Kindly Health believes it has the right product for a market that desperately needs help. Its home testing kits allow men and women to get diagnoses of sexual and reproductive issues — and then treatments — that they often feel uncomfortable talking about with a medical professional, even assuming that there is one. The health-tech startup, founded in 2020, today announces that it has raised more than $3 million in seed funding, suggesting investors share its vision.
Based in India, Kindly helps men and women with a range of different issues. For men, it treats difficulties such as erectile dysfunction, premature ejaculation and loss of libido, while for women it provides support for issues such as menstrual problems, vaginusm and vaginal dryness. The common theme is that although these are issues causing significant distress to a large number of people, it is often very difficult to ask for help. Using technology to help people at home is therefore extremely valuable.
In this regard, the company’s first product is a home testing kit that allows men to provide a semen sample, which is then sent back to Kindly’s lab to be tested for a range of diagnoses. It’s a significant technical achievement: sperm usually degrades in about 20 minutes, but Kindly has developed a kit that keeps the sample long enough for an effective test. “We are the first company in Asia to develop this type of technology, and it allows us to tap into a huge market,” says Nilay Mehrotra, founder and CEO of the company.
Demand seems strong. Since Kindly began selling these home semen tests four months ago, it has successfully processed over 3,000 customer samples; a trial launched in Bangalore has expanded to 11 cities across India, and the company has now started rolling out a series of other tests for men and women.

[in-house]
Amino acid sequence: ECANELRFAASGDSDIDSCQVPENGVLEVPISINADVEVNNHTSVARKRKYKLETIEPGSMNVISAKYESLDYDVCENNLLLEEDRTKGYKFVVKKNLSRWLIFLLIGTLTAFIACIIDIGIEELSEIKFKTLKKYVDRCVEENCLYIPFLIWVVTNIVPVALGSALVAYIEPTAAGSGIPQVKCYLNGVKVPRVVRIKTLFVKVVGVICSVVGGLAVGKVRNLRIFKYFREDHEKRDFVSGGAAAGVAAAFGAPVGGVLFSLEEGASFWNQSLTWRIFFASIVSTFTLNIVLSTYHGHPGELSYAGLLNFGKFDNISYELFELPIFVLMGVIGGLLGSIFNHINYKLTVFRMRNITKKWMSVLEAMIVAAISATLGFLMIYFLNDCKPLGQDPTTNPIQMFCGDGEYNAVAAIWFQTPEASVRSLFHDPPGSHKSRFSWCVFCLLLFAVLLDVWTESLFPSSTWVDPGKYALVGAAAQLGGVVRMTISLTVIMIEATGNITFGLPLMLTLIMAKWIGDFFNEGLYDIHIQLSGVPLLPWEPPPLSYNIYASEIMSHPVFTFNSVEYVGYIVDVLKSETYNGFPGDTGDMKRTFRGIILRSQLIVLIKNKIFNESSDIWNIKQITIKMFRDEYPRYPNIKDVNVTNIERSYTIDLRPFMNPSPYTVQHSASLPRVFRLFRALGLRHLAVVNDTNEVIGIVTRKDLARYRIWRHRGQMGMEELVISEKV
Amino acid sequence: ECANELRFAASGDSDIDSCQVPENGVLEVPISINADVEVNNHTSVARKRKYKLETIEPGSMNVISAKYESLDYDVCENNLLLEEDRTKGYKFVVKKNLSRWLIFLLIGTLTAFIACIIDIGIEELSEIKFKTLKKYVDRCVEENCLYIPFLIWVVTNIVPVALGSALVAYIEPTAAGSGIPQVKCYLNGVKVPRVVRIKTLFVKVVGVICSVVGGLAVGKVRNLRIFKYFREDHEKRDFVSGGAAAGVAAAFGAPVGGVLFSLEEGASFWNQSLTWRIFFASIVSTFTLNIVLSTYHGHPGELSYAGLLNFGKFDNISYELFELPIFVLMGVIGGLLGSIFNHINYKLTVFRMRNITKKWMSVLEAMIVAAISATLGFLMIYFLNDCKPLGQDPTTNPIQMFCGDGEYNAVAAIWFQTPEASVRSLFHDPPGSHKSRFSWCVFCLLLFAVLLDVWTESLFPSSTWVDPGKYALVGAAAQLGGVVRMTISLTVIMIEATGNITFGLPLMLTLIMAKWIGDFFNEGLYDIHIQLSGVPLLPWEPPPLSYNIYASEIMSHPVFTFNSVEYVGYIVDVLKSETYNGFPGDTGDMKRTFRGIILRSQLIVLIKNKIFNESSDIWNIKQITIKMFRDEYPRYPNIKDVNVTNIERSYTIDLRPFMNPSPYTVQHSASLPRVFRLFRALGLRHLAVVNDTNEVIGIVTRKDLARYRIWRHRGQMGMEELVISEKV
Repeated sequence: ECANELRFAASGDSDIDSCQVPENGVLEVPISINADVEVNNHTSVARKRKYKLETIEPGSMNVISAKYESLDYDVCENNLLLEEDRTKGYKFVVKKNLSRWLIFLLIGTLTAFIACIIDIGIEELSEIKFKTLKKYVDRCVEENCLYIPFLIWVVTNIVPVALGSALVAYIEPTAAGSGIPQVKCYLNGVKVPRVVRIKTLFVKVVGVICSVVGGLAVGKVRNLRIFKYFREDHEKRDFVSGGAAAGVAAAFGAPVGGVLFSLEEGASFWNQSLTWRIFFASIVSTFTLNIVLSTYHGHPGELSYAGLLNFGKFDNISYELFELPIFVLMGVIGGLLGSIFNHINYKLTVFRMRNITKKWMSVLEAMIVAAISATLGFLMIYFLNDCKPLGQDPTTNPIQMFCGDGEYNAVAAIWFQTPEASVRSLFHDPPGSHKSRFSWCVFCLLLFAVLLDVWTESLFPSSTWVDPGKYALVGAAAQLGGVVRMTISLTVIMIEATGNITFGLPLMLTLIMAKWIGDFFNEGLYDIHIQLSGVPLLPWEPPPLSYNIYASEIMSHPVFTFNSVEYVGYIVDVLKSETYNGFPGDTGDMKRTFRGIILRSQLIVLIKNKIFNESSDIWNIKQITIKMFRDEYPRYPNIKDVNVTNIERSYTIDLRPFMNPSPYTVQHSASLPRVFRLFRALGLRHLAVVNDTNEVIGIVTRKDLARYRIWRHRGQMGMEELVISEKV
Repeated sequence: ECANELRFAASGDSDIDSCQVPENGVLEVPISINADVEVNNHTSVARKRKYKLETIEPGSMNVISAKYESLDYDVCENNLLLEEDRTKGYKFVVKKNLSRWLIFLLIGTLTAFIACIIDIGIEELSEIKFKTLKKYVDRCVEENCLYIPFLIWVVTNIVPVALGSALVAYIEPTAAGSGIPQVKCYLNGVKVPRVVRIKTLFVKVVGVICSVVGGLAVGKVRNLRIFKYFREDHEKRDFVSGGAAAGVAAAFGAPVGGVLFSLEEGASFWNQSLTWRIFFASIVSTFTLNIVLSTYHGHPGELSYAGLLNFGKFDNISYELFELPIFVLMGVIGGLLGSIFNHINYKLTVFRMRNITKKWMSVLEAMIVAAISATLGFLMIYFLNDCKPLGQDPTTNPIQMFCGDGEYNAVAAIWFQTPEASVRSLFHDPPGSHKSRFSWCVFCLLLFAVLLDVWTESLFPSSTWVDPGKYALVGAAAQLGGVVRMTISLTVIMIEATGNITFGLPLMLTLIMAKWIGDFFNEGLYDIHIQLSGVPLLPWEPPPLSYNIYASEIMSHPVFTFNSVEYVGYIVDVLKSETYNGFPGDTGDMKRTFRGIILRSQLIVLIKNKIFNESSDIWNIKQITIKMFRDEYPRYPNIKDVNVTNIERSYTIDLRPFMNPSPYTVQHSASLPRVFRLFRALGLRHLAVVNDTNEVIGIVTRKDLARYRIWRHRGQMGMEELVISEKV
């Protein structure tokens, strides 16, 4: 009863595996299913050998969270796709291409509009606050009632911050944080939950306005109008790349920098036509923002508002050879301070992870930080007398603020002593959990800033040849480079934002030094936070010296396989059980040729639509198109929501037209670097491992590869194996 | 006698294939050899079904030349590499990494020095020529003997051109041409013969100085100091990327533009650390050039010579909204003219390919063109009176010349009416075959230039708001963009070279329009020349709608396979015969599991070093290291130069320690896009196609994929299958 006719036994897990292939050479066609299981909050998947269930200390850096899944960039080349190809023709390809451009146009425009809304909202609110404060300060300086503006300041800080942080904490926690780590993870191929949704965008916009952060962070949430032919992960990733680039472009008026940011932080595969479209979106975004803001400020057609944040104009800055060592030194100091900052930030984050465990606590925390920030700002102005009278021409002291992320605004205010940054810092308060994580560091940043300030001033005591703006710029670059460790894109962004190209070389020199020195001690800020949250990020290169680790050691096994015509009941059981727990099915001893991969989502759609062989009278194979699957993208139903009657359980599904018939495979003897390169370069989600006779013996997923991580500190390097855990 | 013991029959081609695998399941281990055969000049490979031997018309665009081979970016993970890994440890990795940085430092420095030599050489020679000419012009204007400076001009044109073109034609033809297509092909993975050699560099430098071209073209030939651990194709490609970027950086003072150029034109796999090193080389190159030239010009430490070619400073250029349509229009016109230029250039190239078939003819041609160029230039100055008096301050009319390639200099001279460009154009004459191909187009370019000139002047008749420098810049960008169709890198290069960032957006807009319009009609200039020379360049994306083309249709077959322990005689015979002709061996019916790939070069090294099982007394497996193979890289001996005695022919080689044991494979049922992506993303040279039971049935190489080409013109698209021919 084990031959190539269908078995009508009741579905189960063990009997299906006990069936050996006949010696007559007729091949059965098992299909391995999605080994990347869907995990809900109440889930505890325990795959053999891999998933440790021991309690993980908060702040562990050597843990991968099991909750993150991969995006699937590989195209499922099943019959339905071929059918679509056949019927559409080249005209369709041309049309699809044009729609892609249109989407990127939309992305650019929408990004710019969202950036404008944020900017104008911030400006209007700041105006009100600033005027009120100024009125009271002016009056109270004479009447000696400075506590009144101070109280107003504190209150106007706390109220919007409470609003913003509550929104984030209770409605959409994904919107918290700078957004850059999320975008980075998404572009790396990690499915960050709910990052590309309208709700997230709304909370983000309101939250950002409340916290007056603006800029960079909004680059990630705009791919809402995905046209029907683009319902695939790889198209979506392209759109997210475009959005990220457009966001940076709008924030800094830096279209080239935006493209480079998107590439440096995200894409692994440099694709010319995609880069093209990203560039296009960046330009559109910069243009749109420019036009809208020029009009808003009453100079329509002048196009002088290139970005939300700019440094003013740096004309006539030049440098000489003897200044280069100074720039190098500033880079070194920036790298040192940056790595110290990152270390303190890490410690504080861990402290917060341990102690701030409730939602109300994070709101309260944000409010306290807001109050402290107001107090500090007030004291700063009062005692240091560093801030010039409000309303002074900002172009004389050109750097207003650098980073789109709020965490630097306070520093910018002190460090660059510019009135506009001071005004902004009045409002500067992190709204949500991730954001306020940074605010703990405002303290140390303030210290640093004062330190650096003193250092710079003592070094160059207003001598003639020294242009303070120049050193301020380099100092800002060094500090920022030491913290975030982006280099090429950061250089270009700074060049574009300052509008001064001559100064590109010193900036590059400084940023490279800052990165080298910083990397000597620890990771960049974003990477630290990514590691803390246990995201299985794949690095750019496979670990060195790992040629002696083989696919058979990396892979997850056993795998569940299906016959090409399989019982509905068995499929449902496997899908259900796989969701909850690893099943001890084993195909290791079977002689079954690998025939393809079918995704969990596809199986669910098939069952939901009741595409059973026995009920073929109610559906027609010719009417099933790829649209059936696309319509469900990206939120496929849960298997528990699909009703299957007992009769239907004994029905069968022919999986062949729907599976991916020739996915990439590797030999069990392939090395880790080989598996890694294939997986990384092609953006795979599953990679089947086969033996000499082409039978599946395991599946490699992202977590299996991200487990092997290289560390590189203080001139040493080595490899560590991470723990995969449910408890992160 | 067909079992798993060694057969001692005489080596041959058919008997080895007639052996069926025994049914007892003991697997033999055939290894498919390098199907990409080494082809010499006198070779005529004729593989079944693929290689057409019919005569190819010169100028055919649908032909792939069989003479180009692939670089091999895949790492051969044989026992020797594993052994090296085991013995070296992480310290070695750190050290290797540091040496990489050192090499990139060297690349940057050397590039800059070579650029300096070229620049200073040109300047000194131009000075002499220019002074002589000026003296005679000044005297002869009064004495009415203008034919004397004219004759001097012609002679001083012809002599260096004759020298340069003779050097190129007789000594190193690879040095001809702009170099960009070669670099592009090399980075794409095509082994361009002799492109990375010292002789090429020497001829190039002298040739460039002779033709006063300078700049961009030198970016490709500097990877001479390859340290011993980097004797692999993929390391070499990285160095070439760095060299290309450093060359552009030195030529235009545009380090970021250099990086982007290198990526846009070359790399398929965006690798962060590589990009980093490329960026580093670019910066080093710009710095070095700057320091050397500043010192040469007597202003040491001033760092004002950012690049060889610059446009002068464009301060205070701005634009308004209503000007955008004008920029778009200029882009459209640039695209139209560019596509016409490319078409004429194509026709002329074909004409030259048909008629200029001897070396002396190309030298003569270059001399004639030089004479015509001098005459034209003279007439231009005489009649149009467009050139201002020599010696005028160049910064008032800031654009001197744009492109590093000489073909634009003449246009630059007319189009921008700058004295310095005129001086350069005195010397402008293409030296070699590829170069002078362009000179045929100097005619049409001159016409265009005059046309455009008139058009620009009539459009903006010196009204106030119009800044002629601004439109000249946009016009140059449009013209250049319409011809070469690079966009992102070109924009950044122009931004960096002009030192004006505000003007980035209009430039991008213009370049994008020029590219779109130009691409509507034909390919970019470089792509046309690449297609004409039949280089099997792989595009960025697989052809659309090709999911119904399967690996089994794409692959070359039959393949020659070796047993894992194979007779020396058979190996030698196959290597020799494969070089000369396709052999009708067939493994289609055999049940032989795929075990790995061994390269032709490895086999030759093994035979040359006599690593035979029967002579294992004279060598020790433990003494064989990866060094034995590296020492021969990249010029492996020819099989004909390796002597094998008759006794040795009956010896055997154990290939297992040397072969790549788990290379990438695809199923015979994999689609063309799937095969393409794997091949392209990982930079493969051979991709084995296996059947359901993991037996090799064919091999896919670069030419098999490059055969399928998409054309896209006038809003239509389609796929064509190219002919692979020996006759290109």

“The whole team is passionate about empowering people to explore their sexual wellbeing safely and confidently,” says Mehrotra. “We are innovating with a comprehensive approach to lifestyle and sexual disorders, something that has never been done before.”
After Kindly customers provide samples and have been tested, the company provides access to healthcare professionals who can advise on the results. Specific treatments may be recommended, or the client may be asked to make lifestyle changes to resolve their issues.
These services tap into a potentially huge market. Kindly thinks the reproductive health market is worth around $8 billion a year — but that figure jumps to $20 billion if you look at sexual health and lifestyle more broadly, Mehrotra adds. It also sees great opportunity to expand into other areas of the health and wellness market, with Kindly already exploring opportunities to help people with eczema, psoriasis and other skin conditions.
Moreover, these are global issues that health technology companies in other markets are only just beginning to address. Mehrotra plans to launch Kindly in other parts of Asia – and possibly more widely. “We believe we can become a $100 million company in the next five years,” he says.
Today’s fundraising announcement will contribute to this ambition. The company has garnered considerable attention since its inception, including acceptance into the 2022 cohort of YCombinator-backed companies. Now it’s unveiling a $3.25 million seed funding round from a group of global investors, including YCombinator, as well as DG Daiwa Ventures, Olive Tree, Soma, Goodwater and Gaingels.
Takeshi Kanamori, managing director of DG Daiwa Ventures, shares Mehrotra’s enthusiasm for the company’s potential. “The wellness market has changed dramatically over the past year, and we believe the demand for home diagnostics will only continue to increase,” he said. “Kindly’s diagnostic-first model is well positioned for success, and we believe it has the potential to grow.”
The company intends to invest its newfound financial muscle in expanding its team, with plans to strengthen its leadership now coming to fruition. Mehrotra is also keen to boost brand awareness. Search engines such as Google are an important part of the company’s customer acquisition strategy, but Kindly Health is also exploring the possibilities of influencer marketing.
With so many opportunities, Mehrotra is aware of the need to prioritize. “We don’t want to spread ourselves too thinly,” he says. Kindly Health will initially focus on regional expansion, with development of other verticals coming later.